CHICAGO — As he suffered from spindle cell sarcoma, Jacob Sandersfeld told his mother that he’d like to donate his body to medical research.
A day after her son died in June 2014 at age 23, Poplar Grove resident Dawn Carroll carried through with his wishes, signing a form authorizing that his body be donated to Biological Resource Center of Illinois so it could be used for medical education or research.
She was led to believe that the remains would be treated with dignity and wouldn’t be dismembered or sold for profit, Carroll alleges in a lawsuit filed last week.
Against the family’s wishes, several medical businesses harvested and mishandled Sandersfeld’s remains, possibly for profit, the lawsuit alleges.
Carroll’s lawsuit is the latest in a series of at least a half-dozen cases filed in Cook County against Biological Resource Center of Illinois and a group of connected companies, which are being investigated by the FBI. A trial is expected to begin later this year in Michigan for a man charged in connection with the federal investigation.
The companies “held themselves out to the general public as being dedicated to the collection and study of donor bodies solely for medical and scientific purposes,” states the lawsuit, filed in Cook County Circuit Court. In reality, the suit alleges, Biological Resource Center of Illinois, Cremation Services Inc., the Arthroscopy Association of North America, International Biological Inc. and others were partners in an enterprise of “illegally collecting, harvesting and trafficking of human body parts for profit.”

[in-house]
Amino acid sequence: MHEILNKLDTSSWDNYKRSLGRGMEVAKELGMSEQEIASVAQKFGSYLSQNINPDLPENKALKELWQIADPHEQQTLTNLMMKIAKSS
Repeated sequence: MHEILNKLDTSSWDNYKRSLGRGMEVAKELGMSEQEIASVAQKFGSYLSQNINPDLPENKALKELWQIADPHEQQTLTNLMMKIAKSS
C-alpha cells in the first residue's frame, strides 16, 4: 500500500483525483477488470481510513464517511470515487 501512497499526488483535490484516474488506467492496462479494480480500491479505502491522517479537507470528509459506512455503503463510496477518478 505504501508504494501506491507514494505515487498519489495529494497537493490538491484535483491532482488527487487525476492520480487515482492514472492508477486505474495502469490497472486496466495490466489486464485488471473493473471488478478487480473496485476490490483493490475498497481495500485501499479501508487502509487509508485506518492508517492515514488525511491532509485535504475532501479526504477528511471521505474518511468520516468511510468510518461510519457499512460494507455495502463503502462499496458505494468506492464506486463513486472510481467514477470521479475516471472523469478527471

Katherine Cardenas of the Lucas & Cardenas law firm in Chicago said she has four cases pending in Cook County against Biological Resource Center of Illinois. In one of the cases, Catherine Senderak, of Schaumburg, alleges she learned that federal agents confiscated a box of the remains of Joseph Senderak, her late husband, during an investigation and that those remains did not include his head or parts of his arms.
An ongoing lawsuit with similar allegations against some of the parties was filed in 2015 in Cook County and is seeking class-action status, according to Krislov Law, which represents plaintiffs in that case.
Pequeena Dixon believes her father’s remains were treated as a “profit machine,” according to Krislov attorney Kenneth Goldstein. The lawsuit seeks to represent all families that were affected.
On its website, the FBI asks that donor families or organizations that acquired human remains from five companies — including Biological Resource Center Inc., of Arizona; Biological Resource Center of Illinois, in Rosemont; and International Biological, of Detroit — provide information to the FBI that could help its investigation.
“Due to the large number of donor families and end users potentially affected, the FBI will only contact respondents who indicate that they would like to be contacted,” the FBI says on its website.